Our family closet: we wash, dry, and store our clothes in one room

Guest post by Molly

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Family closets are usually used by large families but you don’t have to have five or more kids to benefit from a family closet. Heck, you don’t even need to have a kid to enjoy the ease of keeping all the clean laundry in one place.

Our family is made up of two parents and two children (and two dogs and a cat). I refuse to carry clean laundry up the stairs and distribute clean clothes to several locations just for them to get dirty and need to be washed again. I can’t justify that effort when I don’t enjoy it and when there is an easier option, so we’ve set up our laundry room-adjacent family closet in a way that makes more sense.

its so easy

It’s not magazine-pretty but I love it!

Here’s how the closet works: the clothes are hanging on a hand rail hung from the ceiling with rope. I added some screws on the ends (perpendicular to the rail) to keep the hangers from sliding off.

The basket of coats, jackets, hats and gloves will only be on that chair during the cold seasons. When it warms up they’ll go out into the shed (in a tub with a lid) and our swimming stuff will go in that spot.

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I always keep a tub easily accessible for outgrown clothes to donate. Tossing clothes into the tub here and there helps keep the clutter down, plus it makes getting ready for a clothing swap much simpler.

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We also have a reading nook in the family closet because you have to utilize all the space when your house is 700 square feet.

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It’s a little odd, but it works well for us — and is a huge timesaver for me!

Comments on Our family closet: we wash, dry, and store our clothes in one room

  1. This intrigues me. I like the idea of all clothes being right there. Do you separate clothes by family member, or is it all hung and everyone knows what is theirs and what isn’t? I’m glad you found a system that works for you! Also, it almost feels like you’re shopping everytime you go to get dressed, and you’re in a ‘store’ where there are no sales people to harrass you.

  2. Ah, I love this! It totally makes sense to me.

    I like to watch house buying show on tv and have wondered what the big deal about a walk in closet is. But this, this room makes sense. All the clothes + washing machine in 1 spot. Genius. And I love how non-matching everything is. It’s ok to have a home that not just walked out of a magazine picture. πŸ™‚

    • I’m glad you like how non-matching everything is! Your comment just made me appreciate our furniture more, thank you!

      The metal shelves are from the FDA, the black table is a curb find. The dresser is from my childhood (and use to be bright orange, yellow, and pink). The papasan is from craigslist and the extra chair is from Five Guys.

      • Can I ask exactly what room this is? Like, is it a back entryway or something? I would lovee to do something like this in my future (hopefully, not far in the future) home, but I want to know kind of what to look for. πŸ™‚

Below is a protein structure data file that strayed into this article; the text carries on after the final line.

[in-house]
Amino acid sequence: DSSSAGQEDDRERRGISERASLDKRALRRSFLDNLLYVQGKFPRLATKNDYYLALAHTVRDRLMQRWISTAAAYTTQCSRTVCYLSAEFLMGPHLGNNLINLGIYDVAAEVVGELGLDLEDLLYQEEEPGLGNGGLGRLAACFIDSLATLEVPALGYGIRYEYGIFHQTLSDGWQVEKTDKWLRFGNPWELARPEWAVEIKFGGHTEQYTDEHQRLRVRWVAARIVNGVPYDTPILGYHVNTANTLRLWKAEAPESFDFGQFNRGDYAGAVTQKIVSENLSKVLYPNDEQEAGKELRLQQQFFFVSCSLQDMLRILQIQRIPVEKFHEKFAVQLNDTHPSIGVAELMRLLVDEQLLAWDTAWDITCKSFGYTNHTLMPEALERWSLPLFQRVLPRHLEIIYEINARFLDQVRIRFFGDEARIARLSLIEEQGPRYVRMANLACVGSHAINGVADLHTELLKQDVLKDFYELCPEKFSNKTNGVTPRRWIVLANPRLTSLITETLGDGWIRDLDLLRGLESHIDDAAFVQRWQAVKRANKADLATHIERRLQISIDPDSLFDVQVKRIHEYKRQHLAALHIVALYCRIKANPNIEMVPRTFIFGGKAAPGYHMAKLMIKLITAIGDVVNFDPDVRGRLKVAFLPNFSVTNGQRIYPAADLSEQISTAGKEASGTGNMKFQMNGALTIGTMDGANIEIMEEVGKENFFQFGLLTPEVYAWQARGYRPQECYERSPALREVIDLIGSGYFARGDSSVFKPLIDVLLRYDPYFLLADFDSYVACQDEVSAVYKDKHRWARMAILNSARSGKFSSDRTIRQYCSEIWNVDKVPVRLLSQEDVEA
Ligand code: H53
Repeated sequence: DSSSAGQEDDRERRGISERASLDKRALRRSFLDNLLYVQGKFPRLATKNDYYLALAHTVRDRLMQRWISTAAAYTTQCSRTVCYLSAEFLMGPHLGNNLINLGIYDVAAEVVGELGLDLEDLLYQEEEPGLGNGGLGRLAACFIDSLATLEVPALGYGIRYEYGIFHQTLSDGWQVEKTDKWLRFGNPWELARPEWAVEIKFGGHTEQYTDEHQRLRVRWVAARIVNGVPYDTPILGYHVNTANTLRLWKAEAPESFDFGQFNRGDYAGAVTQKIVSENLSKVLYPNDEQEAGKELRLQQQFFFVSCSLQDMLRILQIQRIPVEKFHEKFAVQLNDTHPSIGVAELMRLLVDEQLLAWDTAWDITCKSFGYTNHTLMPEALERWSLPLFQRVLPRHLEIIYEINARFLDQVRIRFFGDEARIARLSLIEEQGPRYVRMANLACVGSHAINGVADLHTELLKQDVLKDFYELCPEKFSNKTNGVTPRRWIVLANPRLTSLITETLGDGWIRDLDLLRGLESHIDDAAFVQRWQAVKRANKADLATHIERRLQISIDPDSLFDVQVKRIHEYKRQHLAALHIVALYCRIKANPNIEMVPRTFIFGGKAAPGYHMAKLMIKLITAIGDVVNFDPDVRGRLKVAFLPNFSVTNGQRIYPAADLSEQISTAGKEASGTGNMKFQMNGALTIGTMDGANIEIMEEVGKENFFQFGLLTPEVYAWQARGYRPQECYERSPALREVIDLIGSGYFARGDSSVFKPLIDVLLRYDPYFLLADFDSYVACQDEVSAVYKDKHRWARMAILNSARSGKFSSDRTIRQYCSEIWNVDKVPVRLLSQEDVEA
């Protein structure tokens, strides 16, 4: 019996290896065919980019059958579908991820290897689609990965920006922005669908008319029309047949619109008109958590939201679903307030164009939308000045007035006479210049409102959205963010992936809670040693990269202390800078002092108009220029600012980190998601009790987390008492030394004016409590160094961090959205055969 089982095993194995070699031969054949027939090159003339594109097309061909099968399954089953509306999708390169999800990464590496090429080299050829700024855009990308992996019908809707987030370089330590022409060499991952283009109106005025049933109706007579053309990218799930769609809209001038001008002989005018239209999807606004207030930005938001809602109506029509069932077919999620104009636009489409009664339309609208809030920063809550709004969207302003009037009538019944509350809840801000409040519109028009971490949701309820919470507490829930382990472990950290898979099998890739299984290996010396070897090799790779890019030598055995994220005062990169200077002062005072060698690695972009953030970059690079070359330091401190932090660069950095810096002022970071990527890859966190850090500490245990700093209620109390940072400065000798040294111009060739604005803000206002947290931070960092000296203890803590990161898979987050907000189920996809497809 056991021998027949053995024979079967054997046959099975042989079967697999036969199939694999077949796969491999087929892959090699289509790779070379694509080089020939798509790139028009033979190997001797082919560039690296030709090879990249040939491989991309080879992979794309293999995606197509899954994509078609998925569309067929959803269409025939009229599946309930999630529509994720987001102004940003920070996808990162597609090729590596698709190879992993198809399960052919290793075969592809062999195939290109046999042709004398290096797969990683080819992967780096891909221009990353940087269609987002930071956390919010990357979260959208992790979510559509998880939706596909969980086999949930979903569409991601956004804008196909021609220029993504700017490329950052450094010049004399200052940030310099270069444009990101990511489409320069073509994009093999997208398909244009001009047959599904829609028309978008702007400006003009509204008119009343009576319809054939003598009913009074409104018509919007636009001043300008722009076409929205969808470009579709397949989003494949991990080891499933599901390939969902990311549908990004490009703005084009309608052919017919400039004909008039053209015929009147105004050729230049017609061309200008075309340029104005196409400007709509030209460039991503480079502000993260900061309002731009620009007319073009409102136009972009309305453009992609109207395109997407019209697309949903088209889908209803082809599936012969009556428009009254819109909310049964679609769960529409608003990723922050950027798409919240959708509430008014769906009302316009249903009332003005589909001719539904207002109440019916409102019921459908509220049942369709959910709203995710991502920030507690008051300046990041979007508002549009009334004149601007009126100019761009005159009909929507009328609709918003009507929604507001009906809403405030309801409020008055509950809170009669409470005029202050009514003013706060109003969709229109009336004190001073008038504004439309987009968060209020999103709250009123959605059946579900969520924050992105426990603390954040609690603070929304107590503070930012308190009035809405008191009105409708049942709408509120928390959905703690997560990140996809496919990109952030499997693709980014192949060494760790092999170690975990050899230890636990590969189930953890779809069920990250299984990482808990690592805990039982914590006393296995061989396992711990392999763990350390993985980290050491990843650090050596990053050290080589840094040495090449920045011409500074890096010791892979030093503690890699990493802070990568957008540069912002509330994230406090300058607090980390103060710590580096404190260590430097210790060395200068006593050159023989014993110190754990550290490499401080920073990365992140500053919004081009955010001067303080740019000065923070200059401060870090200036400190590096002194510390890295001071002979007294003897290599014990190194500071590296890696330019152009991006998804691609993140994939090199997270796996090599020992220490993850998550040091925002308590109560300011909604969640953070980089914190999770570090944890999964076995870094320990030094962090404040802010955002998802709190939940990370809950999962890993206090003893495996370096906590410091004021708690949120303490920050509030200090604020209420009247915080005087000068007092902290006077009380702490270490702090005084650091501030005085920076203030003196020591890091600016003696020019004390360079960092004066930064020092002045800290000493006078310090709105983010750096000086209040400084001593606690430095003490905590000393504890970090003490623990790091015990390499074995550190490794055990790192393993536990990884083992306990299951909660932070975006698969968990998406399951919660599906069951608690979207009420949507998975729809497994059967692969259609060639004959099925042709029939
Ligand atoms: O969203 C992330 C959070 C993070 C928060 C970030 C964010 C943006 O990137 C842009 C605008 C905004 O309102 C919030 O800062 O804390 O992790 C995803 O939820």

3. We live in an apartment and I used to keep my laundry basket outside our bedroom door next to where the washing machine lives. I could undress and just toss stuff through the door and when it was full I could see it from the kitchen and it would remind me to do laundry.

    My husband HATED it and one day said new rule was that all clothing needed to stay in the bedroom. So I moved the basket just inside the door.

    I would LOVE to have a space to wash clothes and for them to live. Maybe when we move to a house (where my washer dryer aren’t basically in the kitchen) I’ll find a way to make it work!

  4. My husband’s friend and his husband have a similar laundry and clothing storage room thing going on too and it works great.

    It’s definitely something I would want in a future home. Too bad it wouldn’t work in the one I have now.

  5. I think for me it would be all about location. I want a one-floor house. Then traipsing to the family closet to get dressed every day would make sense. But our laundry is in the basement … I see yours is too, but I have fibromyalgia, and there are too many days when starting off with those stairs would be a bad idea. Darnit.

    • Yeah, I have bad joints and, during the weather changing seasons, my knees have a tendency to give out. Last week I ended up crawling up the stairs after doing laundry because my knee couldn’t handle the steps in the cold.

      Still, I WISH I could do this.

    • My sister-in-law’s laundry room is upstairs where the bedrooms are. I like that a lot too!

      Currently we kick our laundry down the stairs in the morning and our toddler puts it all in the hamper (her choice).

  6. I plan on doing this when we get our back porch fixed. We have a house that was built in the 30s one closet no rod just hooks on the wall. Right now we have piles but some day my dream is to make a laundry room on the back porch and have all our current clothing near the washer.